Versatile actor Adrian Grenier is best-known for his starring role as Vincent Chase on “Entourage,” one of HBO’s most popular half-hour series in the network’s history, which ran for eight seasons and was syndicated in nearly two dozen markets worldwide.
He now reprises the iconic character in the new “Entourage” big-screen movie from Warner Bros. The film picks up where the series ended. Six days later, to be exact. Vince, having flown from Los Angeles to Paris in order to marry the woman of his dreams, is now on his honeymoon, alone. Well, not quite alone. Rather, he is cruising the Mediterranean on an enormous yacht with a couple hundred beauties in bikinis, minus his soon-to-be-ex-wife.
In order to reach their pal in his time of need (and to partake of the flowing champagne and other available vices), Eric (Kevin Connolly), Turtle (Jerry Ferrara) and Drama (Kevin Dillon) rush to his side. “It’s about loyalty, friendship and brotherhood,” director-writer Doug Ellin conveys. “These guys all take care of each other; that’s what matters the most. All the fancy cars and beautiful women, which we see plenty of in the movie, they all come second.”
Ellin describes Vince as “a young guy with everything at his fingertips: talent, looks, and everybody loves him. Everyone wants to be him or be with him. He’s always brought his boys along and given them as much of that lifestyle as he can.”
Shortly after the arrival of his troops on the high seas, Vince takes a phone call from Ari (Jeremy Piven). No longer his, or anyone’s, agent, Ari presents his former star client with news, as well as a new opportunity: Ari has become head of a major movie studio, and his first order of business is to offer Vince the lead in the very first movie he will greenlight.
But Vince now has the impulse to do something different with his life, something he hasn’t done before: direct. “He’s at the height of his career and excited about taking the next step,” Grenier relates. “I think it was Doug’s way of making sure that the world is Vince’s oyster and that for him and, by association, his friends, anything is possible.”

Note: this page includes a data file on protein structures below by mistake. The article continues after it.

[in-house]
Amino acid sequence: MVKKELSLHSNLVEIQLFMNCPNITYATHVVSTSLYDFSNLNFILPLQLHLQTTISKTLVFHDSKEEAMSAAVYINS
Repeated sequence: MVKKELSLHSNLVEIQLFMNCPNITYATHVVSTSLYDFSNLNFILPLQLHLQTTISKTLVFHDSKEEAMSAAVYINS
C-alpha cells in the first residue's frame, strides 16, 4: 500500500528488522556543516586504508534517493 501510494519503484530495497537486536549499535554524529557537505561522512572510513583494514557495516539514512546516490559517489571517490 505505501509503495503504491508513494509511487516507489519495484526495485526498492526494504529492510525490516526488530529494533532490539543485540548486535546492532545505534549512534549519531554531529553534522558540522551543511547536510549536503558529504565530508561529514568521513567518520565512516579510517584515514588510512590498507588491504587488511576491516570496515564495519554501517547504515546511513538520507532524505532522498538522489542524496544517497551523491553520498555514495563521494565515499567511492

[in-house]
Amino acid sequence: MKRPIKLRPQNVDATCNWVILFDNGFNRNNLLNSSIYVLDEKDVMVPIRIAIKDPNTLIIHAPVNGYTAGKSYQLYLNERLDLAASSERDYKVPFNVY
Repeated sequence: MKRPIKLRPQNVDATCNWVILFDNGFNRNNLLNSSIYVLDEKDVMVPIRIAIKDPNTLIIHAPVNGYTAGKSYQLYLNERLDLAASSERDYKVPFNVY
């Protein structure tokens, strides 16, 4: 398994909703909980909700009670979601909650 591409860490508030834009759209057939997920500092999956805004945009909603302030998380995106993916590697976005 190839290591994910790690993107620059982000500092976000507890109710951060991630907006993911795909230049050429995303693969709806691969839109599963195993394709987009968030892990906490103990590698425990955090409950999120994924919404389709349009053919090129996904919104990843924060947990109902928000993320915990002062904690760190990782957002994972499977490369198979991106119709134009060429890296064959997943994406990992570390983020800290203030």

Until six months later, after Vince has directed and starred in “Hyde.” But, like many first-time filmmakers, he’s hesitant to show his work…at least not until he gets a little more money to finish it, despite his promise to Ari not to go over budget.
Grenier explains, “I think it’s the natural instinct of a director to want to put the best product forward. Vince doesn’t want to show his movie to anyone before it’s done, because he doesn’t want to be judged on the work before it’s polished. In particular, he wants to make sure Ari’s happy, as the head of the studio. But mostly, Vince is an artist and as an artist, he just wants to get it right.”
“It’s like that dream where you’re walking into a room with no clothes on,” Kevin Connolly offers. “Showing a cut of something, as a director, you’re never more vulnerable. That’s not a comfortable place for Vince to be.”
Opening across the Philippines on June 17, 2015, “Entourage” is distributed worldwide by Warner Bros. Pictures, a Warner Bros. Entertainment Company.